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Mad Men: Don Draper's America

05/19/2015 12:04 pm ET | Updated May 19, 2016

Now that Mad Men has reached its endpoint, with critics dissecting its meaning and import, not to mention its influence and destiny during awards season, it is time to further point out its antecedents in literature. In a penultimate episode, the viewer could contemplate Don Draper's demise by dropping from the windows of McCann-Erickson, as he took a look out and measured the window's width, eying the vista sadly. The viewer could only conclude he would make this fatal jump. But in the finale, he's seated in lotus position on a cliff at Esalin, chanting. The end of all his bad boy behavior, identity crises, marital troubles, ambivalence about the world, he's on the West Coast far away from the business of advertising and family. Learning from Sally that Betty is soon to die of lung cancer, he is asked to stay away, finding out you can't go home again, in the words of Thomas Wolfe, an American author of the early 20th century who died at age 33 after completing only four novels. Of course that's a lesson he's learned again and again through seven seasons.

The author Thomas Wolfe has been out of style for a while, but he was all the rage in the midcentury, his elegiac rhythms an influence upon Jack Kerouacs. In that penultimate episode, in a dream sequence when Don drives cross-country in hot pursuit of a waitress named Diana (although it is not really clear what he is chasing), the recently deceased Burt Cooper chats with him from the passenger seat, quoting On the Road: "Whither goest thou America in thy shiny new car in the night?" It is an eloquent moment in the series, summing up so much of the Don's vacillating emotions, his world in flux. If Cooper is a ghost, so too is the Ghost of the Susquehanna that chases Kerouac's Sal Paradise as he traverses the American highways seeking his hearthside ideal, and reminding him of the presence of death even in the joy of life's exuberance. It's a ghost of American ideals, a dream that has no traction, and can only be experienced in fleeting glimpses. That Mad Men's creator Matthew Weiner could capture the ethos is his, and his show's genius. Shanti. Shanti. Shanti.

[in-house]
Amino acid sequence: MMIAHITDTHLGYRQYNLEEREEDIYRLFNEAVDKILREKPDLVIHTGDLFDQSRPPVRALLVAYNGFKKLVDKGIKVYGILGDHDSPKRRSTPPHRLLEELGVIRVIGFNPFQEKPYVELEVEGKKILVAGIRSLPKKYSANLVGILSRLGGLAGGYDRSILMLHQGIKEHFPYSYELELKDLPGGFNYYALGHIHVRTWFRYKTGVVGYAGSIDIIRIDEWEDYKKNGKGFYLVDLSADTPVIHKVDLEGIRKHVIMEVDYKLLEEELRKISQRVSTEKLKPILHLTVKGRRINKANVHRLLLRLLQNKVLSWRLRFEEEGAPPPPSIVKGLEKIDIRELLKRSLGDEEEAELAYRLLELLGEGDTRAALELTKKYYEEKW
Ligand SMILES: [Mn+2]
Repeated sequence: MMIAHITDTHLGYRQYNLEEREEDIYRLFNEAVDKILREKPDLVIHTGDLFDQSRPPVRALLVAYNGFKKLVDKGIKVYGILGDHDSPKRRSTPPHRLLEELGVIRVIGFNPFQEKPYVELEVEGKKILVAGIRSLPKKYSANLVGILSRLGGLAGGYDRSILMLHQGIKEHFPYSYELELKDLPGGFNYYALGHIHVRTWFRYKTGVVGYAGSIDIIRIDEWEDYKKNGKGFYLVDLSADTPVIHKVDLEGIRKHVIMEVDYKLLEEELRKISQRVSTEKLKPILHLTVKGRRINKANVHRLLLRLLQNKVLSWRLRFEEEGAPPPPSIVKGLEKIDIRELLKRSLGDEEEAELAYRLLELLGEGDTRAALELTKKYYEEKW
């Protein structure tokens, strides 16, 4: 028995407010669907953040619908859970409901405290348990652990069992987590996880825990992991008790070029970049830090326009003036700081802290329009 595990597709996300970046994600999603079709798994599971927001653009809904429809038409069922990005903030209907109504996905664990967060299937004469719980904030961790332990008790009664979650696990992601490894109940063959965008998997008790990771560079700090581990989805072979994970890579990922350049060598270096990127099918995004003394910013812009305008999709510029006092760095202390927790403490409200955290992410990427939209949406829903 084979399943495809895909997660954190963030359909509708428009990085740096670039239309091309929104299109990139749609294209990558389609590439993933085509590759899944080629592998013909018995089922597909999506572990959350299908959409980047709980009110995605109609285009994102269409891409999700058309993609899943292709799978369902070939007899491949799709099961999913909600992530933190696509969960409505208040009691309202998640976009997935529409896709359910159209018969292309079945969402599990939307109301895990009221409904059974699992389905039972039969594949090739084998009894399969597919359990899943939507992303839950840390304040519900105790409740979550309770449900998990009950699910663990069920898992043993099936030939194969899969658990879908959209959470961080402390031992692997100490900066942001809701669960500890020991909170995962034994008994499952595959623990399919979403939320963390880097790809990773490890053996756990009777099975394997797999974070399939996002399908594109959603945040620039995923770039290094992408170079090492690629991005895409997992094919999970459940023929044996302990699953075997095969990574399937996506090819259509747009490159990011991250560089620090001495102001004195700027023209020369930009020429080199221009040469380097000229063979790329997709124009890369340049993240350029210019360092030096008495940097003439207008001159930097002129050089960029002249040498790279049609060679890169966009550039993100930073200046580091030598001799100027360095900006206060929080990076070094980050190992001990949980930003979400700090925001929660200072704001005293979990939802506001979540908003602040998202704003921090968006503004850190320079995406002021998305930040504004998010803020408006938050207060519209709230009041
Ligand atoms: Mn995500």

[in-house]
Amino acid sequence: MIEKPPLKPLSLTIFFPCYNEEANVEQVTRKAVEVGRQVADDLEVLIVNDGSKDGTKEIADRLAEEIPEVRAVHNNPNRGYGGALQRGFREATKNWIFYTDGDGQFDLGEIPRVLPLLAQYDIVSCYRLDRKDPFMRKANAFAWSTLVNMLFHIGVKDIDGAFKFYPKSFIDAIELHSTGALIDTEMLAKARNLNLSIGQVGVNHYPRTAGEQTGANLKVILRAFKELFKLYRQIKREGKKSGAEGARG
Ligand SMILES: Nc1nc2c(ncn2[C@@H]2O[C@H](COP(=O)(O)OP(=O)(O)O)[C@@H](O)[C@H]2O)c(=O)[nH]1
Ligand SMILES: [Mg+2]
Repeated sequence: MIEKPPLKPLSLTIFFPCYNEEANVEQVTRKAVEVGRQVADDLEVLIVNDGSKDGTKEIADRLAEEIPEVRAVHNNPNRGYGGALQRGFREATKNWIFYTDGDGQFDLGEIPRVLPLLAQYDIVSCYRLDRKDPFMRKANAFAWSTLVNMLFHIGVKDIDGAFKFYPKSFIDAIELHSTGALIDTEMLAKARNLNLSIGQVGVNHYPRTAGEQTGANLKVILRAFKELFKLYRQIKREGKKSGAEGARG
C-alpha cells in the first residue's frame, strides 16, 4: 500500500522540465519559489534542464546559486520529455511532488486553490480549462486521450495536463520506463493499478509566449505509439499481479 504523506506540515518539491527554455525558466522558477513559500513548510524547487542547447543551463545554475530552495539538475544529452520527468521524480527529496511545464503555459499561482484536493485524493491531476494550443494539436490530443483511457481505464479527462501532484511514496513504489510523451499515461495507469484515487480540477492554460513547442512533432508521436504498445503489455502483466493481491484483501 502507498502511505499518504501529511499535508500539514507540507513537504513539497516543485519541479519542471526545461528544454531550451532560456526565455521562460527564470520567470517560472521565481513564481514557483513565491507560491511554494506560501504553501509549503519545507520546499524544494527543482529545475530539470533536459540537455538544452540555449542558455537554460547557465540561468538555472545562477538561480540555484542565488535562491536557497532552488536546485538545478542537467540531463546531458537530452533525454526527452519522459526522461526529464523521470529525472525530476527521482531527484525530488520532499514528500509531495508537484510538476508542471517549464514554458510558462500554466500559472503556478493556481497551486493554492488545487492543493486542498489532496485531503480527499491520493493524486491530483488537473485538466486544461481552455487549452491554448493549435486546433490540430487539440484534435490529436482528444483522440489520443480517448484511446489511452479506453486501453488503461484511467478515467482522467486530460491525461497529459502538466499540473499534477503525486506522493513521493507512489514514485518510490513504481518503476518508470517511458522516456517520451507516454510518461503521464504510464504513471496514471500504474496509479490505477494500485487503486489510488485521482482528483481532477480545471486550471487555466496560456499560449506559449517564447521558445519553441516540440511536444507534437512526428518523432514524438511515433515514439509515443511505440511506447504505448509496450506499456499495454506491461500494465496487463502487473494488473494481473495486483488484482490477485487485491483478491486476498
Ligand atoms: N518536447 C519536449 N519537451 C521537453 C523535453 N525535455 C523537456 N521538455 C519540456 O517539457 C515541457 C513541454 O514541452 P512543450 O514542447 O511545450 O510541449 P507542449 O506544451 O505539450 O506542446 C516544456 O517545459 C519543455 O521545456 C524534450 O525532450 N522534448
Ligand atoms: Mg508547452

A version of this post also appears on Gossip Central.